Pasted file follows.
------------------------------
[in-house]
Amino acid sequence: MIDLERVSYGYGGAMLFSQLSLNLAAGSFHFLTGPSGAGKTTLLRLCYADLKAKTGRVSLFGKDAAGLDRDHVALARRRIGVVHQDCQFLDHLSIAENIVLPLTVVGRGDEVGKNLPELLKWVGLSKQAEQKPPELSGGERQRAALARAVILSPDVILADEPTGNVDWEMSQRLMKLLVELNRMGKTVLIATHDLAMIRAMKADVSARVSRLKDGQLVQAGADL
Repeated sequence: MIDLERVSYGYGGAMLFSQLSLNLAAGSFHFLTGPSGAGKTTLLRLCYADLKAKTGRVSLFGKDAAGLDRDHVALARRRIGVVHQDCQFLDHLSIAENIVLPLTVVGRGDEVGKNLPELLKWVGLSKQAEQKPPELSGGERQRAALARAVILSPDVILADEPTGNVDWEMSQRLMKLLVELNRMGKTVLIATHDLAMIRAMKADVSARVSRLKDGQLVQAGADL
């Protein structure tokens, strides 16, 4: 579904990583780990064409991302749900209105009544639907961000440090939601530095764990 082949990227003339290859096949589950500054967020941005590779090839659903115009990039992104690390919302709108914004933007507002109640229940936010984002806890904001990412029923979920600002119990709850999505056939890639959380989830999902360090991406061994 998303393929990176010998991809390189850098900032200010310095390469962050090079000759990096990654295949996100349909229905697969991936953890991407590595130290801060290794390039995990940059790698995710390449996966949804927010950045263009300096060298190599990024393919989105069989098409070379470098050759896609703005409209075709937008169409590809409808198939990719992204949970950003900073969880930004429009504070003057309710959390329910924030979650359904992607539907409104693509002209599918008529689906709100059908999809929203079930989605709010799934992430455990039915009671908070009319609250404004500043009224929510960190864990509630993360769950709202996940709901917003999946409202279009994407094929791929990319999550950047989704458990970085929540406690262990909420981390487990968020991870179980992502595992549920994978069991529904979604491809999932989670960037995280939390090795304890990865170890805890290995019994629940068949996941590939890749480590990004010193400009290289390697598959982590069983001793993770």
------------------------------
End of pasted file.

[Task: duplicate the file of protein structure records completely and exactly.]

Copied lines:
[in-house]
Amino acid sequence: MIDLERVSYGYGGAMLFSQLSLNLAAGSFHFLTGPSGAGKTTLLRLCYADLKAKTGRVSLFGKDAAGLDRDHVALARRRIGVVHQDCQFLDHLSIAENIVLPLTVVGRGDEVGKNLPELLKWVGLSKQAEQKPPELSGGERQRAALARAVILSPDVILADEPTGNVDWEMSQRLMKLLVELNRMGKTVLIATHDLAMIRAMKADVSARVSRLKDGQLVQAGADL
Repeated sequence: MIDLERVSYGYGGAMLFSQLSLNLAAGSFHFLTGPSGAGKTTLLRLCYADLKAKTGRVSLFGKDAAGLDRDHVALARRRIGVVHQDCQFLDHLSIAENIVLPLTVVGRGDEVGKNLPELLKWVGLSKQAEQKPPELSGGERQRAALARAVILSPDVILADEPTGNVDWEMSQRLMKLLVELNRMGKTVLIATHDLAMIRAMKADVSARVSRLKDGQLVQAGADL
């Protein structure tokens, strides 16, 4: 579904990583780990064409991302749900209105009544639907961000440090939601530095764990 082949990227003339290859096949589950500054967020941005590779090839659903115009990039992104690390919302709108914004933007507002109640229940936010984002806890904001990412029923979920600002119990709850999505056939890639959380989830999902360090991406061994 998303393929990176010998991809390189850098900032200010310095390469962050090079000759990096990654295949996100349909229905697969991936953890991407590595130290801060290794390039995990940059790698995710390449996966949804927010950045263009300096060298190599990024393919989105069989098409070379470098050759896609703005409209075709937008169409590809409808198939990719992204949970950003900073969880930004429009504070003057309710959390329910924030979650359904992607539907409104693509002209599918008529689906709100059908999809929203079930989605709010799934992430455990039915009671908070009319609250404004500043009224929510960190864990509630993360769950709202996940709901917003999946409202279009994407094929791929990319999550950047989704458990970085929540406690262990909420981390487990968020991870179980992502595992549920994978069991529904979604491809999932989670960037995280939390090795304890990865170890805890290995019994629940068949996941590939890749480590990004010193400009290289390697598959982590069983001793993770």